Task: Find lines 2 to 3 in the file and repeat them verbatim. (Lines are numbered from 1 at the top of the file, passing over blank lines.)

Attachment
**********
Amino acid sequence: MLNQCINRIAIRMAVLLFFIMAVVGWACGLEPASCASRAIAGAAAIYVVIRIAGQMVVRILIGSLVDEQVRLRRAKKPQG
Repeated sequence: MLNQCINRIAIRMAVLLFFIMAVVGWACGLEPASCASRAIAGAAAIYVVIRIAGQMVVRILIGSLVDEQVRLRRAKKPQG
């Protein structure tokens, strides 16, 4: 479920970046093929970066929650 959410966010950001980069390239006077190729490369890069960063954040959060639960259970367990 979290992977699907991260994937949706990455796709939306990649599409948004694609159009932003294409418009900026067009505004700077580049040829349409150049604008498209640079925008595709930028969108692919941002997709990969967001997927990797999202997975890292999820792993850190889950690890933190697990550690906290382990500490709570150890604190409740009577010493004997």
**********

Repeated sequence: MLNQCINRIAIRMAVLLFFIMAVVGWACGLEPASCASRAIAGAAAIYVVIRIAGQMVVRILIGSLVDEQVRLRRAKKPQG
């Protein structure tokens, strides 16, 4: 479920970046093929970066929650 959410966010950001980069390239006077190729490369890069960063954040959060639960259970367990 979290992977699907991260994937949706990455796709939306990649599409948004694609159009932003294409418009900026067009505004700077580049040829349409150049604008498209640079925008595709930028969108692919941002997709990969967001997927990797999202997975890292999820792993850190889950690890933190697990550690906290382990500490709570150890604190409740009577010493004997």